Emergent social norms and their interaction with other means of behavioral control in complex adaptive agent societies
In agent societies, social norms emerge from interactions and sharing of information between members of a society . Social norms play a crucial role in many contexts in which (human) agents interact and make decisions, such as politics or organizations. Topics of emergence and enforcement of such norms have been studied in various fields, e.g. multi-agent systems . The economic literature has studied the interplay between exogenously defined social norms and incentive mechanisms, but has widely failed to properly address the emergence of social norms . We follow this line of research and aim at (better) understanding how social norms that emerge in agent societies interact with other means to control behavior in agent societies. Based on the NK-framework , we set up a complex adaptive system that represents an agent society with multiple interacting entities working on a complex set of interdependent binary decision tasks. Agents operate on pairwise-correlated performance landscapes which together form the task environment of the agent society. Agents interact with their peers in social networks and share information about their past actions, which creates desirable behavioral patterns. We refer to these patterns as emergent social norms and model agents to include them in their decision rules. Along with complying to emergent social norms, agents aim at maximizing their performance-based incentives, and apply the approach of goal programming to balance the two objectives. In the proposed complex adaptive system, social norms are recursive in that they emerge from the agents’ previous actions, but, once formed, can feed back to influence the further decision-making process of agents. Our results suggest that the emergent social norms tend to have an adverse effect on the system’s performance, unless the agents are operating on highly correlated performance landscapes. If parameterized properly, incentive mechanisms can help to offset potential performance loss: for agent societies facing highly (moderately) complex tasks, incentives based on team (individual) performance tend to lead to higher system-level performance.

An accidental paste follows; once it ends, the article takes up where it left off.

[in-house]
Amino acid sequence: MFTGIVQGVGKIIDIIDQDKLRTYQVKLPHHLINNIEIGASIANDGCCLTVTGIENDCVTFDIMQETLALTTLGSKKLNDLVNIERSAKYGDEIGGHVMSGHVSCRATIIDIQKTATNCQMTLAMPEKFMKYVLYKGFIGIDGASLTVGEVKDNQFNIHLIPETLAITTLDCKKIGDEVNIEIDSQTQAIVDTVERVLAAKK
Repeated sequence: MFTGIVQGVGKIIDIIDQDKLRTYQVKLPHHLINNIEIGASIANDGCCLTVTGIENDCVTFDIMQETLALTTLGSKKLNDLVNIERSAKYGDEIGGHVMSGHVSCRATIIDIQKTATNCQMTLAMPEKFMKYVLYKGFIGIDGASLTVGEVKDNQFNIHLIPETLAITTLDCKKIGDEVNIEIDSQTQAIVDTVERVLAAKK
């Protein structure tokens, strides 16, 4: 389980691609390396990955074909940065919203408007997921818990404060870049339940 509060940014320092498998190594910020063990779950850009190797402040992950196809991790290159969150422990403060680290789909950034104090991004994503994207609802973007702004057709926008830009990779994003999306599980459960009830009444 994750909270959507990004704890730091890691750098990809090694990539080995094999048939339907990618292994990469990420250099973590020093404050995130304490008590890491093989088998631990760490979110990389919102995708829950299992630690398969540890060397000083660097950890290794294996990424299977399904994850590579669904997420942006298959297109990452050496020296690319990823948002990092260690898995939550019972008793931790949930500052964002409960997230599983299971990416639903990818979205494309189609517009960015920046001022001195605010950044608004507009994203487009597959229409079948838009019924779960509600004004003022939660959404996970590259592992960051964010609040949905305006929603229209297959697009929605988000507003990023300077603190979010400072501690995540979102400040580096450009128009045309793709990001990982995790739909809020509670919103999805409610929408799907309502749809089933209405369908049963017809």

emergence; social norms goal programming;NK-framework
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